The provisions of the Residential Tenancies Act do not apply for condos. Condominium corporations are permitted to prohibit keeping of pets in a unit as regulated by the Condominium Act. If a condominium corporation’s governing documents or bylaws prohibit pets, the rule is enforceable under law as per the Ontario Condominium Act of 1998. Condominiums are mandated to create their own regulations on safety, enjoyment of property, and welfare where they have the leeway to regulate pet ownership. The law allows the condo board to specify the number of pets, types of pets, and size of animals that can be kept in a unit. The bylaws are binding and the condo board has the power to evict or fine tenants who flout them. However, they must be explicitly stated in the Condominium’s declaration so that tenants are fully aware of the bylaws.
Can a landlord say no pets? In other types of properties, you will not face eviction for getting a pet after moving in. The law offers protection for tenants regardless of whether the landlord was aware of the pet at the time of moving in. You can also learn what regulations exist for landlords who want to check your rental apartment here.
The Residential Tenancies Act spells out conditions where the landlord has the right to evict a tenant due to the presence of a pet. The landlord can evict a tenant with a troublesome pet that is dangerous, constantly disturbing neighbors, and causing damage to the property. The pet could also be causing another tenant to suffer severe allergies whereby the owner must find a method of ensuring a fellow tenant is not bothered. Failure to find a solution for the problem will lead to eviction.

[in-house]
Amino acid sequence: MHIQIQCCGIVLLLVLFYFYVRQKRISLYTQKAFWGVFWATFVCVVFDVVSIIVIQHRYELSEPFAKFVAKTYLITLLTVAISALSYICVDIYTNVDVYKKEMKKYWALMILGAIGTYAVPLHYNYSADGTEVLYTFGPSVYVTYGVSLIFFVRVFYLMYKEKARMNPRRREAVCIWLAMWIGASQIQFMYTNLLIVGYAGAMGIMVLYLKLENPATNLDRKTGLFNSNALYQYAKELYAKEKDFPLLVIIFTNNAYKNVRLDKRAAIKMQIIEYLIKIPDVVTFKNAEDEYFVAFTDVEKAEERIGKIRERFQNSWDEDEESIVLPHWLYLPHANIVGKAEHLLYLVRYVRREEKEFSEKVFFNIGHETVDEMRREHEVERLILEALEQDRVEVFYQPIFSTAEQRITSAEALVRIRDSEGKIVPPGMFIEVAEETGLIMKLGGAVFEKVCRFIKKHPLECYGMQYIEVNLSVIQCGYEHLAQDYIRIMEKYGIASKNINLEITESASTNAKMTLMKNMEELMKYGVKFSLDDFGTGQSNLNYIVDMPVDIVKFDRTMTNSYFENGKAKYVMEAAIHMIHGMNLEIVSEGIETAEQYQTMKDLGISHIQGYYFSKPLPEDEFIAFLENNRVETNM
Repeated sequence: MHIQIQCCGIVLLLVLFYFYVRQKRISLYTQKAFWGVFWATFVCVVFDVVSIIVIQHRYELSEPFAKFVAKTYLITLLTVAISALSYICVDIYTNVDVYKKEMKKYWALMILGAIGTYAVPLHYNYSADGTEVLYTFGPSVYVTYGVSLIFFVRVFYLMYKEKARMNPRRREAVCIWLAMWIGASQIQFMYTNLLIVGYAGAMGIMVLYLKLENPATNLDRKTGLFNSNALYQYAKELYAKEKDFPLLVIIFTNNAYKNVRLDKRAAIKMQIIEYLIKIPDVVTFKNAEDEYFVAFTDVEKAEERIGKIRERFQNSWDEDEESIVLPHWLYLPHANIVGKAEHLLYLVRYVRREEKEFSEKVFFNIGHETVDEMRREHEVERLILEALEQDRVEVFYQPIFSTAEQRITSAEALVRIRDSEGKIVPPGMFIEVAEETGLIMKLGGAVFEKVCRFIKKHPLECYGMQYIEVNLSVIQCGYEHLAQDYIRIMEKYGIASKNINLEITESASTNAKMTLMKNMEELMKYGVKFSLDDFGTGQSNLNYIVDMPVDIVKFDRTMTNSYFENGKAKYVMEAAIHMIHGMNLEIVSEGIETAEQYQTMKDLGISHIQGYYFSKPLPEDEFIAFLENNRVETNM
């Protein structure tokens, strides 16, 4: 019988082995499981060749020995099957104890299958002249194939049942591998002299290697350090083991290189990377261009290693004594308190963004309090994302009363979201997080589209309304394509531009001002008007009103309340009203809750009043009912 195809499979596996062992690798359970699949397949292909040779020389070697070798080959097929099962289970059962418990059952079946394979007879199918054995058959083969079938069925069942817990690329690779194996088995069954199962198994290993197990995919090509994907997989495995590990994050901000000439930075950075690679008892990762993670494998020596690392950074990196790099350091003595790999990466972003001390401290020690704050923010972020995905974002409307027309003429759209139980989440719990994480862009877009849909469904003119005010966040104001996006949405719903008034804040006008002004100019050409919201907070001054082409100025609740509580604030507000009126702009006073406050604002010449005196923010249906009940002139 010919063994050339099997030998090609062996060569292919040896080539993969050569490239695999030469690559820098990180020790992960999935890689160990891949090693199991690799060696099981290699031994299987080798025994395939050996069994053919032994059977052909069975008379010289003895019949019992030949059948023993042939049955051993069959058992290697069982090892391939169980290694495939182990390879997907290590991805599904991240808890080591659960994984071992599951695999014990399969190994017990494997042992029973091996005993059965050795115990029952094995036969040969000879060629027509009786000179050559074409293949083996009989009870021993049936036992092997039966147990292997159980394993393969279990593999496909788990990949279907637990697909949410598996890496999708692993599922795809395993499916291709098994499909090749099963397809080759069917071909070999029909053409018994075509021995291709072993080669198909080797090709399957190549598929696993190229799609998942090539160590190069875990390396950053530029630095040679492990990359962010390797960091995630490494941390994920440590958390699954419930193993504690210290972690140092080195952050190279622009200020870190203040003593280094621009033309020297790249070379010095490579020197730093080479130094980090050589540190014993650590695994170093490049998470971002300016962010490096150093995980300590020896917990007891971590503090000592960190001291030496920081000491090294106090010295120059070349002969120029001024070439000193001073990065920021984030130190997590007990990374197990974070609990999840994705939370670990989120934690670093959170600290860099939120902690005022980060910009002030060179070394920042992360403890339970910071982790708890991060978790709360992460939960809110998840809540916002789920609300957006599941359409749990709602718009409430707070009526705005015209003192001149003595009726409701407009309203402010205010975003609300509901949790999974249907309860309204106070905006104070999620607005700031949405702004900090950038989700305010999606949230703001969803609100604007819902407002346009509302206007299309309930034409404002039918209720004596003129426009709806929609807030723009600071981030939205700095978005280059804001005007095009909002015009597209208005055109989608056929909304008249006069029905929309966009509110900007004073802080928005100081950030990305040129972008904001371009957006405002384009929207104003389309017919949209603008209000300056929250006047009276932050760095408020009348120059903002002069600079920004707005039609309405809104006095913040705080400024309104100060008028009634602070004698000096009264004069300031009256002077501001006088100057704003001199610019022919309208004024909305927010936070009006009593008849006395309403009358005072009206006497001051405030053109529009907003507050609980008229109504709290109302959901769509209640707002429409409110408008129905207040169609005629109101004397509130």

The landlord should always bring any matter to the attention of the tenant before taking any action. The tenant has the opportunity to take action to mitigate the raised issue. For example, a tenant can foot the cost of repairs if their pet has caused damage to the property. If the animal is a nuisance to neighbors, the tenant can limit the level of exposure to neighbors such as preventing the animal from being outside if it is causing allergies or training the dog to stop incessant barking. To obtain an eviction, the tenant will have failed to take any corrective action. The landlord will move to the Landlord and Tenants Boards to obtain an eviction order.
Landlords must be neutral with regard to pet ownership. The landlord has no legal grounds to penalize or sanction a tenant over a pet if there is no damage, financial or otherwise, to their property. It is illegal for a landlord to demand a pet deposit. However, the landlord will take the deposit if a tenant offers to pay a pet deposit. It is attractive for landlords since it shows that the tenant will be taking care of their unit to prevent pet damage.
Finally, lookout for what local laws in different municipalities say with regard to pet ownership and renting with a pet. Some municipalities have placed restrictions on the number of pets that can be kept in a home. For example, Toronto limits an individual home to no more than six cats and no more than three dogs. Make sure to check to avoid run-ins with law enforcement or even confiscation of your pet.